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Management Concepts & Organisational Behaviour - Organisation Structure And Design

The Matrix Structure - Organisation Structure And Design

   Posted On :  17.05.2018 11:43 pm
The Matrix Structure - Organisation Structure And Design

The matrix structure is a hybrid organization form, containing of characteristics of both project and functional structures.

The Matrix Structure
 
 
The matrix structure is a hybrid organization form, containing of characteristics of both project and functional structures. In consumer goods industries, it could contain the characteristics of both product and functional departments. This structure allows operational responsibilities to be divided into two parts. One part contains all the responsibilities associated with the management of an independent business and it’s given to an individual who is called “business manager” or “product manger”. The other part contains all the responsibilities related to the management of resources needed to get the job done. The person responsible for these is the “functional manager” or “resource manager” in charge of the functions like production, marketing, finance, personnel and so on. The matrix is built around a cooperative relationship between the project/ product manager and the functional/ resource manager. Thus, project staff members in a matrix structure have a dual responsibility. First, they are responsible to the head of their line superior and will continue to be so. But the project manager exercises what is called project authority over the project staff. Figure presents these dual responsibilities in a matrix form of organization.


When the concepts of functional and project authority are brought together, the result is an organization structure that is both vertical and horizontal. The vertical pattern is brought about by the typical line authority flowing down from superior to subordinate. The horizontal authority flow runs through both the scalar principle.
 
Companies like Larsen & Tourbro (L&T), U.P. Construction Corporation, Afcons-Pauling, etc., adopt this structure for the execution of various projects. For instance, L&T’s construction of Jawaharlal Football Stadium in Chennai and Afcons-Pauling’s laying the East Coast Road are big projects themselves. The execution of such projects is entrusted to a team drawn from the functional departments of the headquarters. The overall responsibility for the project lies with project manager. The people who work in the project are responsible to the project manager as well as their functional head from whom they are drawn. The matrix may be temporary or permanent. In construction and turnkey activities, project is disbanded after the execution, whereas it may take a permanent form in the case of consumer goods company.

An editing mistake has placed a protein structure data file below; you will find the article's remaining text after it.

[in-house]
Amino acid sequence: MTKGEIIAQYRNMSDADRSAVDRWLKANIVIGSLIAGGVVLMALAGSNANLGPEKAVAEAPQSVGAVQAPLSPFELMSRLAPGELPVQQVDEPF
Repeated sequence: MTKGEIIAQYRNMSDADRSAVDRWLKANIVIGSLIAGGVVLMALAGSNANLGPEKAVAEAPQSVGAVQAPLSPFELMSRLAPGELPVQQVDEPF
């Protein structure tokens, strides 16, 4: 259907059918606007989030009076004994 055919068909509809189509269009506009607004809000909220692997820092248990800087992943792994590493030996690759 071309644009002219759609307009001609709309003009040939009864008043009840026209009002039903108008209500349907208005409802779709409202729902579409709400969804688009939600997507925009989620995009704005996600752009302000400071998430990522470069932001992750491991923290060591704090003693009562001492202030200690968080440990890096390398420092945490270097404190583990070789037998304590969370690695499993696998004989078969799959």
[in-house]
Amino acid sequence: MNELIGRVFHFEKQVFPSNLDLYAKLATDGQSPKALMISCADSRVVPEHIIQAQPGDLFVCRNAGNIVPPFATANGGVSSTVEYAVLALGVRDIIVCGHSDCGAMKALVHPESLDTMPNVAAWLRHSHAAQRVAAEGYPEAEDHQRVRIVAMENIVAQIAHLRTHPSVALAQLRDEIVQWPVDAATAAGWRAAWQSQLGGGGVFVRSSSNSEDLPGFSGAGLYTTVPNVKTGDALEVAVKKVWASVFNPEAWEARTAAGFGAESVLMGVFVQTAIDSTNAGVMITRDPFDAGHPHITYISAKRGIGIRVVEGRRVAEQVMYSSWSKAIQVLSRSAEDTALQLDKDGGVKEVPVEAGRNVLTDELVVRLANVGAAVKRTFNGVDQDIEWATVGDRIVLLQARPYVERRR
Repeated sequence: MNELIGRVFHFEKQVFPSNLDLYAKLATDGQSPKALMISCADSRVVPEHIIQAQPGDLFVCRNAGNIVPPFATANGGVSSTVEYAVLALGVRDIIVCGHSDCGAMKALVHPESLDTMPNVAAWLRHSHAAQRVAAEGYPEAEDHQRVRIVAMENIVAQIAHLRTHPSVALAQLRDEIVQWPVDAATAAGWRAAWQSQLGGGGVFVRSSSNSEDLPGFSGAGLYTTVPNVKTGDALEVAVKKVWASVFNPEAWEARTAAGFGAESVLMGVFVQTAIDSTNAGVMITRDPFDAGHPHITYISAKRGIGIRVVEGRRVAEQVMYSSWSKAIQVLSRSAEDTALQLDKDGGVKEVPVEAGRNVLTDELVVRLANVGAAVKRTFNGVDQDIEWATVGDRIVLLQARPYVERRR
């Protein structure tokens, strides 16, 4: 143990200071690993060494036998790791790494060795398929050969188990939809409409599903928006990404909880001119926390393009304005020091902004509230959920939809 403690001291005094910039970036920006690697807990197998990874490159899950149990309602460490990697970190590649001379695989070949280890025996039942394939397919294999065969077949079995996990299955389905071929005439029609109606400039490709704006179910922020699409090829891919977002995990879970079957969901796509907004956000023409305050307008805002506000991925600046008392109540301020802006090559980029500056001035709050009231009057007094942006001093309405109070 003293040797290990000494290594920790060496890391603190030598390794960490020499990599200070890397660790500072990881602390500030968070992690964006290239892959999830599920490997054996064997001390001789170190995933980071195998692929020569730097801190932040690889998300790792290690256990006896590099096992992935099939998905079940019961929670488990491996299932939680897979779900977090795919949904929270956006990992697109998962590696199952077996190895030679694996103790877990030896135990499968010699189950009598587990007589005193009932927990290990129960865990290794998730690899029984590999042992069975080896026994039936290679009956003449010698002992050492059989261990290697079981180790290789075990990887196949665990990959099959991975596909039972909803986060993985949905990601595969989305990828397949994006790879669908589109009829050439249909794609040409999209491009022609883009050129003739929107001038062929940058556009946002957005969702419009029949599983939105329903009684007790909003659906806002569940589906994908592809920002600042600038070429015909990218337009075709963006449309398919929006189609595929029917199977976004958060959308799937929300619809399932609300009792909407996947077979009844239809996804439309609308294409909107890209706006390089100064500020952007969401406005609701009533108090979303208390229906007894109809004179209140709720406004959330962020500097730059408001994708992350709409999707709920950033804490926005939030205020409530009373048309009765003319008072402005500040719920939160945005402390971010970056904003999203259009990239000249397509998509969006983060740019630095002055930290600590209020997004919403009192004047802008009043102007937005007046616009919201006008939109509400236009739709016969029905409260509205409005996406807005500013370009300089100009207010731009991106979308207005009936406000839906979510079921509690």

Advantages of Matrix Organization:

 
 
--   Specialized knowledge is available to all projects or products on an equal basis. Knowledge and experience can be transferred from one project to another;
--   Utilization of manpower can be flexible because a reservoir of specialists is maintained in functional departments. These specialists can be deployed to the various projects for optimum use of their services;
--   Responsibility for the overall execution, management, and profit is with the project manager who acts like a chief executive;
--   Project people have a functional home when they are no longer needed on a given projects; and
--   A better balance between time, cost and performance can be obtained through the built-in checks and balances and the continuous negotiations carried on between the project and the functional organization.

 

Disadvantages:

 
 
Inspite of its advantages, matrix structure suffers from some disadvantages. Mangers have to learn to deal effectively with them.
--   If the organization has too many projects, the result may be severe layering of matrixes. Uncontrolled growth of matrix structures often results in power struggles between managers;
--   The major disadvantage relates to power struggles. Since use of the matrix means use of dual command, managers often end up in conflicts;
--   Matrix entails wide use of group decision making because group cooperation is required for success. The inevitability of group cooperation at times delays decision making; and
--   Matrix structure may be expensive. The dual chain of command may cause management costs to double.
 
Despite the drawbacks, matrix structure is preferred by many organizations because of the overriding advantages. In addition to construction and engineering, consumer goods, banking, insurance and computer companies are now using it. Variations of matrix are also used by hospitals and other professional organizations.

 

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